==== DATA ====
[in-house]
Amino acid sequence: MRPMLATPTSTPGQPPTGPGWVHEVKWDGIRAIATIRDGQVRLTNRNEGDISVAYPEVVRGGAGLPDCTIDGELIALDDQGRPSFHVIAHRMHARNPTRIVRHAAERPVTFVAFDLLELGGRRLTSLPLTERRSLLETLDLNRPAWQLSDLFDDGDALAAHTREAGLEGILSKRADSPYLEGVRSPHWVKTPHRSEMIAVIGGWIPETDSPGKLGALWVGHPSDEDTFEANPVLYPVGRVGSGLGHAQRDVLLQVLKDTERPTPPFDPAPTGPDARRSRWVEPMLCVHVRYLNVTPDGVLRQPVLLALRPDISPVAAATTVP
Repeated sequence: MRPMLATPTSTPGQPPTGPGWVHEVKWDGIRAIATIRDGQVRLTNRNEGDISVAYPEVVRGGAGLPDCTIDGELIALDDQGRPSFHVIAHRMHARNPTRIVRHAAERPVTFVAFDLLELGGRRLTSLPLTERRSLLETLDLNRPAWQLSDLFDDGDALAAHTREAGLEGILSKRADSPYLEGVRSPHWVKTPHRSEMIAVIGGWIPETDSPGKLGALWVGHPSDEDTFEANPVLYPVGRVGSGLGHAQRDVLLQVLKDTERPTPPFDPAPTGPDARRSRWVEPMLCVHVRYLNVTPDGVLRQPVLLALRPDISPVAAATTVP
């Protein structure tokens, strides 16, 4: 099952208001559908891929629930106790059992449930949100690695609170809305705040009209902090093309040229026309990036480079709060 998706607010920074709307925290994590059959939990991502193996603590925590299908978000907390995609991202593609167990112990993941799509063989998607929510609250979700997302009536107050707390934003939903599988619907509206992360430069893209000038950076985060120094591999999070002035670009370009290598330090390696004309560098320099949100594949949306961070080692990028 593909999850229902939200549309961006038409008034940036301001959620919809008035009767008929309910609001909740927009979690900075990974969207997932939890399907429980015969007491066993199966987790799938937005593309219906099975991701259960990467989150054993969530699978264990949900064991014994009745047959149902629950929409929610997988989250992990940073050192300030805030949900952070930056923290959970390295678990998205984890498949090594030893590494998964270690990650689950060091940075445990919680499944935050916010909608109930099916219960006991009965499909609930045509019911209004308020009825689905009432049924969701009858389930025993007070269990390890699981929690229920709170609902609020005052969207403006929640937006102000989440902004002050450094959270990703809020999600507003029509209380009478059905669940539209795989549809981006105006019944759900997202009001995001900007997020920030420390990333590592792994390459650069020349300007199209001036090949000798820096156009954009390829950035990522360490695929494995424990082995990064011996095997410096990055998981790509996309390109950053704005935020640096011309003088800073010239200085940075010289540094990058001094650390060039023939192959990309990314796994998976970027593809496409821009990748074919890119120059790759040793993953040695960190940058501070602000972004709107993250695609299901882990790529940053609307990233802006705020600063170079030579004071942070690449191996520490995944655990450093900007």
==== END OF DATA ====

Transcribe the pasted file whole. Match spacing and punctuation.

[in-house]
Amino acid sequence: MRPMLATPTSTPGQPPTGPGWVHEVKWDGIRAIATIRDGQVRLTNRNEGDISVAYPEVVRGGAGLPDCTIDGELIALDDQGRPSFHVIAHRMHARNPTRIVRHAAERPVTFVAFDLLELGGRRLTSLPLTERRSLLETLDLNRPAWQLSDLFDDGDALAAHTREAGLEGILSKRADSPYLEGVRSPHWVKTPHRSEMIAVIGGWIPETDSPGKLGALWVGHPSDEDTFEANPVLYPVGRVGSGLGHAQRDVLLQVLKDTERPTPPFDPAPTGPDARRSRWVEPMLCVHVRYLNVTPDGVLRQPVLLALRPDISPVAAATTVP
Repeated sequence: MRPMLATPTSTPGQPPTGPGWVHEVKWDGIRAIATIRDGQVRLTNRNEGDISVAYPEVVRGGAGLPDCTIDGELIALDDQGRPSFHVIAHRMHARNPTRIVRHAAERPVTFVAFDLLELGGRRLTSLPLTERRSLLETLDLNRPAWQLSDLFDDGDALAAHTREAGLEGILSKRADSPYLEGVRSPHWVKTPHRSEMIAVIGGWIPETDSPGKLGALWVGHPSDEDTFEANPVLYPVGRVGSGLGHAQRDVLLQVLKDTERPTPPFDPAPTGPDARRSRWVEPMLCVHVRYLNVTPDGVLRQPVLLALRPDISPVAAATTVP
């Protein structure tokens, strides 16, 4: 099952208001559908891929629930106790059992449930949100690695609170809305705040009209902090093309040229026309990036480079709060 998706607010920074709307925290994590059959939990991502193996603590925590299908978000907390995609991202593609167990112990993941799509063989998607929510609250979700997302009536107050707390934003939903599988619907509206992360430069893209000038950076985060120094591999999070002035670009370009290598330090390696004309560098320099949100594949949306961070080692990028 593909999850229902939200549309961006038409008034940036301001959620919809008035009767008929309910609001909740927009979690900075990974969207997932939890399907429980015969007491066993199966987790799938937005593309219906099975991701259960990467989150054993969530699978264990949900064991014994009745047959149902629950929409929610997988989250992990940073050192300030805030949900952070930056923290959970390295678990998205984890498949090594030893590494998964270690990650689950060091940075445990919680499944935050916010909608109930099916219960006991009965499909609930045509019911209004308020009825689905009432049924969701009858389930025993007070269990390890699981929690229920709170609902609020005052969207403006929640937006102000989440902004002050450094959270990703809020999600507003029509209380009478059905669940539209795989549809981006105006019944759900997202009001995001900007997020920030420390990333590592792994390459650069020349300007199209001036090949000798820096156009954009390829950035990522360490695929494995424990082995990064011996095997410096990055998981790509996309390109950053704005935020640096011309003088800073010239200085940075010289540094990058001094650390060039023939192959990309990314796994998976970027593809496409821009990748074919890119120059790759040793993953040695960190940058501070602000972004709107993250695609299901882990790529940053609307990233802006705020600063170079030579004071942070690449191996520490995944655990450093900007």